France’s third largest city is brimming with life and history. Founded by the Romans, Lyon is today a heritage city, a charming confluence of bustling metropolitan vibes and the rustic placidity of distinct old quarters and renaissance architecture. It is shaped by two rivers which run North-South across the city: the Rhône to the east, and the Saône to the west.
What to do and see
Explore Lyon by neighbourhood, each with its own character and stories to tell. Start with Vieux Lyon (Old Lyon) on the west bank of the Saône, a UNESCO-protected Renaissance area. Notice the traboule (tunnels between the streets) amidst your stroll down the magnificent buildings. Next to Vieux Lyonis Fourvière hill, ‘the hill that prays’, a name begot from the numerous churches and religious institutions along it. Most well-known is the Catholic Basilica of Fourvière, origin of the Festival of Lights when the city’s citizens display candles at their windows. On the south lie the ruins of Roman baths and an unusually well-preserved theatre.
Across the Saône is ‘the hill that works’. Croix-Rousse was home to silk workers up till the 19th century. Take a tour at Atelier de Passementerie, a trimmings workshop where you can learn the history of the looms and see the intricate pieces being created. In the same area is the Musée des Beaux-Arts, which showcases a fine collection of works by the likes of Rembrandt Monet, Matisse and Picasso.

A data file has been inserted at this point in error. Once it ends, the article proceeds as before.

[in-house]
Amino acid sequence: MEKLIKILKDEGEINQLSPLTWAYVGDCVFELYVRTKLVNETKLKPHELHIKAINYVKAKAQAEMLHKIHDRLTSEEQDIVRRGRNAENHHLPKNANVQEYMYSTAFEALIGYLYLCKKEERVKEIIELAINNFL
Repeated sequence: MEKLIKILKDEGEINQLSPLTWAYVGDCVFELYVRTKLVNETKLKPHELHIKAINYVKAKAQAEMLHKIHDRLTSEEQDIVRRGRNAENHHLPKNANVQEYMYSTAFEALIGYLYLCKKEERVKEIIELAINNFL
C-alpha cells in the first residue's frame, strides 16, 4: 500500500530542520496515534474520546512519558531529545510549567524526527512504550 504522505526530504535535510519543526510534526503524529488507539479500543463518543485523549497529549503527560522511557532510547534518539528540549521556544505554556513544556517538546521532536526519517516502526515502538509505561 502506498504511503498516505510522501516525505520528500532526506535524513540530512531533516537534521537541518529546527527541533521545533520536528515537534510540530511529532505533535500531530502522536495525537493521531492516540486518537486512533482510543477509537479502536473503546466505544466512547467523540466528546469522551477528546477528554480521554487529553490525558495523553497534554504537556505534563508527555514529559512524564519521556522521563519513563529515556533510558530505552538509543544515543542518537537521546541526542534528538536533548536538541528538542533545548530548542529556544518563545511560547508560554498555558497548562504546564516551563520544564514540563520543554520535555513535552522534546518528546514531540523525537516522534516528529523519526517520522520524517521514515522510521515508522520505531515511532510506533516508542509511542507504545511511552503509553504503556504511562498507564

Cross the Rhône to Parc de la Tête d’Or, a lovely park with a rose and botanical garden and plenty of green space to pony ride, merry-go-round, cycle, or simply take a walk and pop in and out of its many shops. Admire the mansions in the Brotteaux, the wealthiest district in Lyon and home to a large number of restaurants that give the city its reputation for gastronomy. Try Brasserie des Brotteaux, an Art Nouveau brasserie serving up local fare at reasonable prices.
Trickle southwards where you can visit the Montluc Military Prison, built in 1921 and temporary holding place to Jean Moulin, Marc Bloch, the Children of Izieu and 8000 Jews, as well as French resistance fighters. Since Lyon is known as the birthplace of cinema, do not miss out on Institut Lumière, once the family home to the Lumière brothers who invented the Cinematograph. Regular screenings also are held at its cinema.
Getting around Lyon
One of the nice things about Lyon is its pleasantly manageable size, and most of the city’s attractions can be reached on foot. However, the central areas are well served by metro and bus lines. Driving is not encouraged as traffic is rather dense, and most signs in French. Taxis can be hired at fixed but expensive prices. Consider the Lyon city card, which covers 1-3 days’worth of free public transport, as well as entry to all museums and discounts on many activities.
Getting to Lyon
The Saint-Exupéry Airport lies 25km east of Lyon. It hosts few international flights, but has luxury and budget connections to many European hubs such as Paris, London and Frankfurt. Easyjet is a reliable budget airline for flying cheaply within Europe. From here, you can take the Rhônexpress to the city centre, or an airport shuttle to the Meyzieu tramway station, where you can get to the city for less than 2 euros.